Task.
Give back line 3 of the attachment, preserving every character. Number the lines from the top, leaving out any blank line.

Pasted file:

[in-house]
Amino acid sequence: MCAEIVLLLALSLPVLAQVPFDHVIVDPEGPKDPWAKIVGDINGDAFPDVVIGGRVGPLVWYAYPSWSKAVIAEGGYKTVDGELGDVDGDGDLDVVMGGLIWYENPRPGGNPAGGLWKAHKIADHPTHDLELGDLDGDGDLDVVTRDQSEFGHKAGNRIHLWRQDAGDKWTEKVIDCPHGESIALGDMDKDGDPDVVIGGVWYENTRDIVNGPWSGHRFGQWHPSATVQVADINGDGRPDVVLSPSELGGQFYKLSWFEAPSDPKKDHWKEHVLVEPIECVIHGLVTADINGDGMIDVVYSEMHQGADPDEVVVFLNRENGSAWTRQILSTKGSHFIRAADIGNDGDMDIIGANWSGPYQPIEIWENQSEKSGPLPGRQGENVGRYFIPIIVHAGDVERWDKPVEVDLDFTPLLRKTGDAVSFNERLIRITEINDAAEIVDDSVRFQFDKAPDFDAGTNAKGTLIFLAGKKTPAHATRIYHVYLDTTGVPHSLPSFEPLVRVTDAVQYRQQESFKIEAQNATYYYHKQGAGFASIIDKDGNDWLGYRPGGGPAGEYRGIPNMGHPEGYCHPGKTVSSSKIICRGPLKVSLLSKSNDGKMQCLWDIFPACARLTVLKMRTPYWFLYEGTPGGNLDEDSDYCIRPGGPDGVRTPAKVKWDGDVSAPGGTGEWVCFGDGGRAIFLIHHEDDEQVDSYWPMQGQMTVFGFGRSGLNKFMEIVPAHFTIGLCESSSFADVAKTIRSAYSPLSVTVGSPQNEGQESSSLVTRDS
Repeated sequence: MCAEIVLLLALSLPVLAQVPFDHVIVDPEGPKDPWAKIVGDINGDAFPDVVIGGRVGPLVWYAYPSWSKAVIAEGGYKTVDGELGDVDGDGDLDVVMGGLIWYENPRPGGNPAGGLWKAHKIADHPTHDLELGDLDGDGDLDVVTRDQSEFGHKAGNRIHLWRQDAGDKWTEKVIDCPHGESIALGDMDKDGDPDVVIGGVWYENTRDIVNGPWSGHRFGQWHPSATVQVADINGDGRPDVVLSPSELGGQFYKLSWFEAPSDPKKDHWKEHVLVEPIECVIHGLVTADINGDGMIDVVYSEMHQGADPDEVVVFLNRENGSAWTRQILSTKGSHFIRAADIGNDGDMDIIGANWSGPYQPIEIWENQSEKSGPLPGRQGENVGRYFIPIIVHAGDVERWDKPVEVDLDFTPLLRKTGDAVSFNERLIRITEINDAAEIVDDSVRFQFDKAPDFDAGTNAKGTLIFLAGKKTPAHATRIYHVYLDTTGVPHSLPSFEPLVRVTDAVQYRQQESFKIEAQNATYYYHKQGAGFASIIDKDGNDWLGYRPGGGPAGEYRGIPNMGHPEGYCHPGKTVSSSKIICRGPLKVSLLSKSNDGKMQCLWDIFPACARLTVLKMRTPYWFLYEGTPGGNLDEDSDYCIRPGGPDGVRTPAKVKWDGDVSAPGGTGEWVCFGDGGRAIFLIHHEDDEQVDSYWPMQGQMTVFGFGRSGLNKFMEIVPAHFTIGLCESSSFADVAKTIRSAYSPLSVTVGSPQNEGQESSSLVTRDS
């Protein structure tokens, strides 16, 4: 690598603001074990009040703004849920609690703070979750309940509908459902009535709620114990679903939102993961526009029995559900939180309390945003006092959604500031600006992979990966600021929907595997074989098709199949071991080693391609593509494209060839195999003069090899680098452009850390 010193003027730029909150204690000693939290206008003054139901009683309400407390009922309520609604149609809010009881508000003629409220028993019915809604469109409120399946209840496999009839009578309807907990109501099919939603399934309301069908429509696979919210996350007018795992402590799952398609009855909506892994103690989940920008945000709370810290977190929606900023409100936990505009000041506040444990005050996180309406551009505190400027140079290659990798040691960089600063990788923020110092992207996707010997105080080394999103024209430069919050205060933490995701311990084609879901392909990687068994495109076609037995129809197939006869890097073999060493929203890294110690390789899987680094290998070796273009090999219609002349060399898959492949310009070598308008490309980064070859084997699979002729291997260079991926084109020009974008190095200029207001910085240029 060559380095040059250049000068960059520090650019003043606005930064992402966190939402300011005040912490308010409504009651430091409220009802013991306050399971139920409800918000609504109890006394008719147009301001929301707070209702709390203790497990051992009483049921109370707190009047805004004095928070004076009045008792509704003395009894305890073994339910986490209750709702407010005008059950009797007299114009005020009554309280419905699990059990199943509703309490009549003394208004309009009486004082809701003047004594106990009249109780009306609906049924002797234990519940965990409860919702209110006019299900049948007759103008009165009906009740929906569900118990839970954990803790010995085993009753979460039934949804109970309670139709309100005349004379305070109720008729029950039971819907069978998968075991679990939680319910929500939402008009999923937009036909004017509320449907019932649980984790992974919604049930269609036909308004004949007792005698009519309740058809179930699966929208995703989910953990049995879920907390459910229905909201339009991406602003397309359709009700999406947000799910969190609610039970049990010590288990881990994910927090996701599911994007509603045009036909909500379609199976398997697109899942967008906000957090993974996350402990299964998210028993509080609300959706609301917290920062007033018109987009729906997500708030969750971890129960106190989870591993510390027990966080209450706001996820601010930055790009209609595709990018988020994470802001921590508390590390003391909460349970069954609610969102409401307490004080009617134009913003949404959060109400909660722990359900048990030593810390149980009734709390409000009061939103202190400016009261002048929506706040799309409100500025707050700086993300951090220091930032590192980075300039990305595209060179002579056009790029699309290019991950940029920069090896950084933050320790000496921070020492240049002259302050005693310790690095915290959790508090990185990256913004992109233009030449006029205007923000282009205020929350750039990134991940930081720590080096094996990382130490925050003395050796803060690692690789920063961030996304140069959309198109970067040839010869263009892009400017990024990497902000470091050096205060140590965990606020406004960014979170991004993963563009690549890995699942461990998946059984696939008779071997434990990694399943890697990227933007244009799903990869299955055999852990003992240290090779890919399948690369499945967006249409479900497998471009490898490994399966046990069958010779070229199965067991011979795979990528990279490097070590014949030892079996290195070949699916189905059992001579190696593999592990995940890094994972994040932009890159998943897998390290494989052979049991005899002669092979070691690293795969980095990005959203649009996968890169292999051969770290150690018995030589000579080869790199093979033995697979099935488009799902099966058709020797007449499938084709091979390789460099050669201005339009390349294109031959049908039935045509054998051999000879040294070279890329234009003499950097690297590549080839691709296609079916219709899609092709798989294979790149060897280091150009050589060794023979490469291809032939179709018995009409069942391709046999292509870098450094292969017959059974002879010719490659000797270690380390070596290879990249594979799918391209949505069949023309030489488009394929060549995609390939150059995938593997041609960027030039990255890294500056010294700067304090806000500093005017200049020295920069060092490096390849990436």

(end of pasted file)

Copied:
Repeated sequence: MCAEIVLLLALSLPVLAQVPFDHVIVDPEGPKDPWAKIVGDINGDAFPDVVIGGRVGPLVWYAYPSWSKAVIAEGGYKTVDGELGDVDGDGDLDVVMGGLIWYENPRPGGNPAGGLWKAHKIADHPTHDLELGDLDGDGDLDVVTRDQSEFGHKAGNRIHLWRQDAGDKWTEKVIDCPHGESIALGDMDKDGDPDVVIGGVWYENTRDIVNGPWSGHRFGQWHPSATVQVADINGDGRPDVVLSPSELGGQFYKLSWFEAPSDPKKDHWKEHVLVEPIECVIHGLVTADINGDGMIDVVYSEMHQGADPDEVVVFLNRENGSAWTRQILSTKGSHFIRAADIGNDGDMDIIGANWSGPYQPIEIWENQSEKSGPLPGRQGENVGRYFIPIIVHAGDVERWDKPVEVDLDFTPLLRKTGDAVSFNERLIRITEINDAAEIVDDSVRFQFDKAPDFDAGTNAKGTLIFLAGKKTPAHATRIYHVYLDTTGVPHSLPSFEPLVRVTDAVQYRQQESFKIEAQNATYYYHKQGAGFASIIDKDGNDWLGYRPGGGPAGEYRGIPNMGHPEGYCHPGKTVSSSKIICRGPLKVSLLSKSNDGKMQCLWDIFPACARLTVLKMRTPYWFLYEGTPGGNLDEDSDYCIRPGGPDGVRTPAKVKWDGDVSAPGGTGEWVCFGDGGRAIFLIHHEDDEQVDSYWPMQGQMTVFGFGRSGLNKFMEIVPAHFTIGLCESSSFADVAKTIRSAYSPLSVTVGSPQNEGQESSSLVTRDS